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ERP "budget" for Oscar-10



Hello, all.  I am quite new to the list, and quite new to working
amateur satellites.  So far, I managed 3 contacts on AO-27 without
even realizing that it was not normal for the bird to be operational
in the middle of a Monday morning.  This, naturally, led to some
frustration when I couldn't ever seem to hit it again.  Now that I
understand its schedule better, I am not agonizing why I can't find
it in the sky on a Wednesday evening overflight.  Amazing how much
frustration can be prevented with a little knowledge.

But my real question concerns satellites that can't be worked with
a 5-watt HT and rubber duck or Arrow antenna.

More recently, I have, with considerable difficulty, worked only 2
stations on FO-20.  Fiddling with transmit and receive frequencies
while keeping one eye on the PC monitor and the other eye on the
rotor control, my third hand (?) keying the mic and my fourth hand
(?) pointing the antennas takes more coordination than comes easy to
me, but I guess that makes the couple of successes even more
memorable as well as more rare.

Last night I attempted to work Oscar 10, with nothing even close
to success, and I'm wondering if anyone can suggest to me what are
reasonable minimum uplink and downlink equipment to make the trip.
I am using a Yaesu FT-847 (50 watts output standard, but have a
"brick" for 2M that gives me 150 watts and one for 70cm that gives
me 100 watts), an older 11-element Cushcraft 2M beam, and a new
Cushcraft 719B 70cm antenna (19 elements on 13.5' boom), rated by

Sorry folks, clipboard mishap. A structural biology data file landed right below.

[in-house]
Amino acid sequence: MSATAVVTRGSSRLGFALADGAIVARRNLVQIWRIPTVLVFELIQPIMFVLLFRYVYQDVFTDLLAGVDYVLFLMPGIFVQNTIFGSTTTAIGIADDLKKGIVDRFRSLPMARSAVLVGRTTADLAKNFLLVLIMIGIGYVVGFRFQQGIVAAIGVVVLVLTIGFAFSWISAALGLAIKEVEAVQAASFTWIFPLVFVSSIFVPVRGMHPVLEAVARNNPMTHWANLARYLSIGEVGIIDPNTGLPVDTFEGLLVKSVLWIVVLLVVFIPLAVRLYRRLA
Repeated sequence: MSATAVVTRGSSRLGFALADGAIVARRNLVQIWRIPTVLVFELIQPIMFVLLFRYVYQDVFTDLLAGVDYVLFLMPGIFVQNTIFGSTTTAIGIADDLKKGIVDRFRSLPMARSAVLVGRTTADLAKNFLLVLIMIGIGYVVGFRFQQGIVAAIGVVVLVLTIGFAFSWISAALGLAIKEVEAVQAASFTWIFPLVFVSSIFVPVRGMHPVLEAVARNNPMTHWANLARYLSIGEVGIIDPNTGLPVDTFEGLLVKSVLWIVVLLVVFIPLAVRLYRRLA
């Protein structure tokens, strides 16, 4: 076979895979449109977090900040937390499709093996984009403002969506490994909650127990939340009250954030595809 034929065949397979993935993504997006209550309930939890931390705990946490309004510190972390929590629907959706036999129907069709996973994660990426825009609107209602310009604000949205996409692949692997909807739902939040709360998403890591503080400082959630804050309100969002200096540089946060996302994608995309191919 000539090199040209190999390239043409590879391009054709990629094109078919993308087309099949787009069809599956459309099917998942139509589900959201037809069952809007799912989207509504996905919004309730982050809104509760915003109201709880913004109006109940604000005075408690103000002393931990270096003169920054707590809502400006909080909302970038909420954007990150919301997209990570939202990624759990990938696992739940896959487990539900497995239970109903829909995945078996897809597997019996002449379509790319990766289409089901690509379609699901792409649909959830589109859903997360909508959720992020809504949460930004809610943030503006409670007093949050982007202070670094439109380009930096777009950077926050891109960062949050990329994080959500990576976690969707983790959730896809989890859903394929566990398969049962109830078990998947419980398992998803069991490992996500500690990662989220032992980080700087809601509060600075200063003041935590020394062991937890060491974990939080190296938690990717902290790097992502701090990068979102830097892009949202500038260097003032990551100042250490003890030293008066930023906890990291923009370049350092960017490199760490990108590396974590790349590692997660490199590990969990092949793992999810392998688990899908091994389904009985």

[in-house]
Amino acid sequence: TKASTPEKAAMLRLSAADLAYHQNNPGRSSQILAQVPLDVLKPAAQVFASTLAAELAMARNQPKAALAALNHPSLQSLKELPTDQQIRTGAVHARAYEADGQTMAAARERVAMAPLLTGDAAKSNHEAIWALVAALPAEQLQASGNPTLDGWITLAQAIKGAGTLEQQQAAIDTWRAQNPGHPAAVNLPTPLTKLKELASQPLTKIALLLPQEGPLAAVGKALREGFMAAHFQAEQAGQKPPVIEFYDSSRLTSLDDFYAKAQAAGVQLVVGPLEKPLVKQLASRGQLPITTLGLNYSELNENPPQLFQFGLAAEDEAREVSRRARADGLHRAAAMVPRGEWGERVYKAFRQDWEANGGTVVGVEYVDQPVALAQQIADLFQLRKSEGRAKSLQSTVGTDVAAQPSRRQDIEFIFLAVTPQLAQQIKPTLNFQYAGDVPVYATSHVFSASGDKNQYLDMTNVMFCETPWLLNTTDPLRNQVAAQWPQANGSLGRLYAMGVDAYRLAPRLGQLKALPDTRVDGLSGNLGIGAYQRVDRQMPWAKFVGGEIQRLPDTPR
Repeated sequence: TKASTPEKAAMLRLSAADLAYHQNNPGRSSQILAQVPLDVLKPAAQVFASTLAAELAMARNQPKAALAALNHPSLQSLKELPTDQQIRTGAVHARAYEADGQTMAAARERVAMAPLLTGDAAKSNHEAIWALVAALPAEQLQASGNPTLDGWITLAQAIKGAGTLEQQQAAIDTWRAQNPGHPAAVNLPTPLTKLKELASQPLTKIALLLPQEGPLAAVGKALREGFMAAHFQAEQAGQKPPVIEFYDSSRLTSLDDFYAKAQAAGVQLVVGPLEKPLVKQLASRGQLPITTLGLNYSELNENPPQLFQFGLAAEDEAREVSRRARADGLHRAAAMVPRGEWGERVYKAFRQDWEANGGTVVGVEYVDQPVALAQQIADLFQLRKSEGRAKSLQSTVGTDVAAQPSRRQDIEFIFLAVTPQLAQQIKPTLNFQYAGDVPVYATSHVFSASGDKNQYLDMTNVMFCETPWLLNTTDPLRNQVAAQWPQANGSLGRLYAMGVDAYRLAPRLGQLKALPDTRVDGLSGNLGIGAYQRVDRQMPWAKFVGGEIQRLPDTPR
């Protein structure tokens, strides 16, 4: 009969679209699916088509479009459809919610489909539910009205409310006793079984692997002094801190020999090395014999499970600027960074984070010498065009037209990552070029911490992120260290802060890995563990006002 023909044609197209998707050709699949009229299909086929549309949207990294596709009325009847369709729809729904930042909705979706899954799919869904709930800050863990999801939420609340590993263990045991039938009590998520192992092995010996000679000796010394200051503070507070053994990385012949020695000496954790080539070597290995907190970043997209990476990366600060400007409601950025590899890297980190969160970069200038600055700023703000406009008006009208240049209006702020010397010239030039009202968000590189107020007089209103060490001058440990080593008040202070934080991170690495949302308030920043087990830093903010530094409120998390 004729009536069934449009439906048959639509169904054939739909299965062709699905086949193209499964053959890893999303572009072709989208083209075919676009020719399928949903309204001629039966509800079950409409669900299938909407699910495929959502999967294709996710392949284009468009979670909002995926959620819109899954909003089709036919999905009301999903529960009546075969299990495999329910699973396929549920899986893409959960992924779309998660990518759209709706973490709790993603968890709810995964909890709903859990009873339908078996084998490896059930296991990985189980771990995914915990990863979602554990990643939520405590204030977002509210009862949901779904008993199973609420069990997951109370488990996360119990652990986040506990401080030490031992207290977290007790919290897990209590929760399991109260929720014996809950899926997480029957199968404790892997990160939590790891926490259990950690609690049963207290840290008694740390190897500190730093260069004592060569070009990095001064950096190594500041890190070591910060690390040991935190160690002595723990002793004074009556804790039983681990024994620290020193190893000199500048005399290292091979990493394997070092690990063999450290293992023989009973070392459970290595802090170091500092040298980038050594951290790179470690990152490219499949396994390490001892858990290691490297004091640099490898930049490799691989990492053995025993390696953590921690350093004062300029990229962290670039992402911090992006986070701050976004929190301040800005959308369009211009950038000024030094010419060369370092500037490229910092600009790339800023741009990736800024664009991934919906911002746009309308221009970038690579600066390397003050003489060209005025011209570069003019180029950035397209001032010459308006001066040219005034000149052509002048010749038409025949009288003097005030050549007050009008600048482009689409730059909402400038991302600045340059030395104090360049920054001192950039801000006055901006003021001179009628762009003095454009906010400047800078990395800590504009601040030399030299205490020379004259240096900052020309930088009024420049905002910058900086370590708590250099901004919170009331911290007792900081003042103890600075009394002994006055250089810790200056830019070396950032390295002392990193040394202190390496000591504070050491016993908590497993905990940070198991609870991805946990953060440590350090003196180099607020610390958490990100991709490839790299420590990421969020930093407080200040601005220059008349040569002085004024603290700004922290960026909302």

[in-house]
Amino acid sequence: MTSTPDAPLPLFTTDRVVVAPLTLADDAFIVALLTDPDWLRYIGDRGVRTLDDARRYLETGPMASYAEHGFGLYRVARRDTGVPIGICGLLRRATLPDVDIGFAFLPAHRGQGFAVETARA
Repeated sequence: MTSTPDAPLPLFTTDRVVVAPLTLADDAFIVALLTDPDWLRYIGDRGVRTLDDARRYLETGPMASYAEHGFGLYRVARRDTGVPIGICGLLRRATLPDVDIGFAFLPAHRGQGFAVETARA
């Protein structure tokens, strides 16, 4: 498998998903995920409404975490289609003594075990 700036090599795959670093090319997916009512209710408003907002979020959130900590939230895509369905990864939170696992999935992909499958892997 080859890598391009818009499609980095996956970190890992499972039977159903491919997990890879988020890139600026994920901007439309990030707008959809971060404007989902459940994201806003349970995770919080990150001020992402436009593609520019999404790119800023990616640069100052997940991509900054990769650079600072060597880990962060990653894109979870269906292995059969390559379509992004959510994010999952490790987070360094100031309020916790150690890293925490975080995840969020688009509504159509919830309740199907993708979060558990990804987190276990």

them as an optimistic 15.5 dbi.  I have no elevation ability at
present.  Last night, my tracking software indicated that Oscar 10
would be above my horizon (no more than 6.5 degrees) for over 2
hours, and I spent most of that 2 hours trying to detect its
presence, both with and without transmitting anything.  At times,
I heard a slight modulation of the background ambient noise that
could have been extremely weak SSB, but I really couldn't swear
to that.  And a couple of times, I heard definite CW activity, but
could not copy it well enough to tell if it was someone trying to
work the bird or someone attempting a terrestrial contact in the
satellite passband.  Listening to my own echoes wasn't much clearer.
At times, I thought that the ambient noise changed in a way that
was vaguely related to the noises I was putting into the mic, but
again the change was so subtle that I couldn't swear it was my
own signal coming back from Oscar 10.  At the time, my tracking
software said that the bird was about 20,000 statute miles out.

Is my station hopelessly under-equipped for this satellite?

John Toscano, KB0ZEV
Apple Valley, MN  EN34js

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